There have been more than 3.5 million confirmed cases of coronavirus in the UK and more than 100,000 people have died, government figures show.
However, these figures include only people who have died within 28 days of testing positive for coronavirus.
Almost seven million people have had their first dose of a coronavirus vaccine.
The government announced 1,631 deaths within 28 days of a positive test on Tuesday, taking the overall total to just over 100,000.
More people have now died with coronavirus in the second wave than the first.
Prime Minister Boris Johnson said he was “deeply sorry” for all the lives lost and promised the nation would “come together” to honour the dead once the crisis was over.
Of the deaths announced on Tuesday, 1,520 were in England, 87 in Scotland, 16 in Northern Ireland and eight in Wales.
Chief medical officer Professor Chris Whitty said the number of deaths would come down “relatively slowly” over the next two weeks.
The average number of daily deaths began to rise again in September, following the first peak in spring last year.
Rules were amended over the summer to include deaths in the coronavirus total only if they occurred within 28 days of a positive test. Previously in England, all deaths after a positive test were included.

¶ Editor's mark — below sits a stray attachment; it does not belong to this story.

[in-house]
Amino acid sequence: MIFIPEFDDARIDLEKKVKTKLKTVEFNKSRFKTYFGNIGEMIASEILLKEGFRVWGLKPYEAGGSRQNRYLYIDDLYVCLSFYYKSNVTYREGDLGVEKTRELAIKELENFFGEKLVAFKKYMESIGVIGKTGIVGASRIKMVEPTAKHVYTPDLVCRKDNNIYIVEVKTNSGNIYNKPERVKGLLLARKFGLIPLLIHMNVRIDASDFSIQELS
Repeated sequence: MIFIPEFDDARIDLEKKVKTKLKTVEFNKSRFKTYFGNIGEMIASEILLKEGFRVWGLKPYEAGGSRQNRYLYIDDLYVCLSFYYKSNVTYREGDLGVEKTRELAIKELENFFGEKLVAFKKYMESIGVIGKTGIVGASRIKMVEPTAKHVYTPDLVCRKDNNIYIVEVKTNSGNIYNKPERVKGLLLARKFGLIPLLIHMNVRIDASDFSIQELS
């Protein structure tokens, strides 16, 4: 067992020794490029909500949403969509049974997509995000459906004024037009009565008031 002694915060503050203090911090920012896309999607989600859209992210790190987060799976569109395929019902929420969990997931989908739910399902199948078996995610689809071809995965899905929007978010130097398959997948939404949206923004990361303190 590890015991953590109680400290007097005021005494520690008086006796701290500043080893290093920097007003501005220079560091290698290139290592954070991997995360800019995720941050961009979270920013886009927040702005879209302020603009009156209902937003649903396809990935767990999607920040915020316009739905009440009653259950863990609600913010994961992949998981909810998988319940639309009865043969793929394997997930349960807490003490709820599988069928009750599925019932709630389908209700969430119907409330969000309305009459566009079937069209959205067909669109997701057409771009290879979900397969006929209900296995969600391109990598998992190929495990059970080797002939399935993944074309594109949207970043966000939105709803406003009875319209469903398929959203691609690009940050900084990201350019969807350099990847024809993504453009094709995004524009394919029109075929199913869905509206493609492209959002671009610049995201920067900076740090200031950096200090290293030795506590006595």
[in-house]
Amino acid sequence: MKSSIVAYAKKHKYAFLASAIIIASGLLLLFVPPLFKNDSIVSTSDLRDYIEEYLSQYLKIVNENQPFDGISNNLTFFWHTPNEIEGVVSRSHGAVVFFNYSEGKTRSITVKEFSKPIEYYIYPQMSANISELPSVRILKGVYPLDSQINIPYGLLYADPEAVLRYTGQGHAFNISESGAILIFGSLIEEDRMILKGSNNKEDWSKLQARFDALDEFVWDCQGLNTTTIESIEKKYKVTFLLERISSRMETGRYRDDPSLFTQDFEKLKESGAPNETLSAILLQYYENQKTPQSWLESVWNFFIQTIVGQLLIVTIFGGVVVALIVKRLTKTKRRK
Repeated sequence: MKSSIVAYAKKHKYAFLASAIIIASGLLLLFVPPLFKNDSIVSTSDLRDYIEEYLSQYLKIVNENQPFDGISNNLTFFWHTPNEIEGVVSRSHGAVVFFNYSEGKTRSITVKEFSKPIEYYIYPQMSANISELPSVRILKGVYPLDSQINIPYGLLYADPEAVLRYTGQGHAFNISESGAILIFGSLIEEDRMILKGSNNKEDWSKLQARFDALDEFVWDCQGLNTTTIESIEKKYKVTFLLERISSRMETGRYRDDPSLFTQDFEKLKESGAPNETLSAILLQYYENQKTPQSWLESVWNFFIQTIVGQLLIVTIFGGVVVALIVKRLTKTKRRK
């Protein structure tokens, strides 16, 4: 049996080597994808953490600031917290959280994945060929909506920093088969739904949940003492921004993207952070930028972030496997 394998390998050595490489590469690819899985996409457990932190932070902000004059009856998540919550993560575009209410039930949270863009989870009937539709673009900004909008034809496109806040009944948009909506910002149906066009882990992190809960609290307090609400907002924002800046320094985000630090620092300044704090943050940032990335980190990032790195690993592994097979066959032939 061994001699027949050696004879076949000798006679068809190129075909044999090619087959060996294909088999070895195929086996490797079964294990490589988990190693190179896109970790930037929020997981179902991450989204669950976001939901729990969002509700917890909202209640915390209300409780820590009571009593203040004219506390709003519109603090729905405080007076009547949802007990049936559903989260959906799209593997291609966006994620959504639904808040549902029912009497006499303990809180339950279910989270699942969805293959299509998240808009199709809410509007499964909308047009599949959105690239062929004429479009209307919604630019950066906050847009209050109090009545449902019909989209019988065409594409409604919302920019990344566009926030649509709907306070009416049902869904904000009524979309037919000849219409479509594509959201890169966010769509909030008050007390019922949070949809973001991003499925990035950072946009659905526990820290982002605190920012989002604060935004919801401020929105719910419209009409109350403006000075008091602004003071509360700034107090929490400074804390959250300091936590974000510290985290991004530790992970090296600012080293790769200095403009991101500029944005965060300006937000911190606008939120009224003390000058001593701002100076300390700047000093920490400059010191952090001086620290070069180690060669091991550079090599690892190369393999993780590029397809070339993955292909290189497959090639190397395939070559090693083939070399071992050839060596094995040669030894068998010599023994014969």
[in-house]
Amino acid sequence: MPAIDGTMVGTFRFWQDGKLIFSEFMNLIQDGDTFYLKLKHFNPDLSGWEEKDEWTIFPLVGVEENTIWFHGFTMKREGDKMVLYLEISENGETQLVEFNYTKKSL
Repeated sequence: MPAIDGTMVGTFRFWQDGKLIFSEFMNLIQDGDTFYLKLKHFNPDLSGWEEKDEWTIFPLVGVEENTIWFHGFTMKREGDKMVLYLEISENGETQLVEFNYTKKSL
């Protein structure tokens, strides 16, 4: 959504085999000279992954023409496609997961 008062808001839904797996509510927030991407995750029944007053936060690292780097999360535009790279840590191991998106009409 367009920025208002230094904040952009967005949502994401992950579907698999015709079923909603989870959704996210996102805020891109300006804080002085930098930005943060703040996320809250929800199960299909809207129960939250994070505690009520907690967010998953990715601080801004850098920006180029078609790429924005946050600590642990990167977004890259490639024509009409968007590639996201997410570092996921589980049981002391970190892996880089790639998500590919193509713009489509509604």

England has seen the majority of UK deaths from Covid-19. Using the 28-day cut-off, there have been about 88,000.
When looking at the overall death toll from coronavirus, official figures count deaths in three different ways, each giving a slightly different number.
First, government figures count people who died within 28 days of testing positive for coronavirus – and that total has now reached 100,000.
Second, ONS figures include all deaths where coronavirus was mentioned on the death certificate, even if the person had not been tested for the virus. This figure is nearly 104,000 deaths, to 15 January.
The third measure counts all deaths over and above the usual number at the time of year – that figure was more than 99,000 by 15 January.
In total there were 20,019 deaths registered in the week to 15 January, that’s about 28% above the “normal” level for the time of year.
Of that figure, 7,776 were deaths related to coronavirus – the third highest total of the pandemic.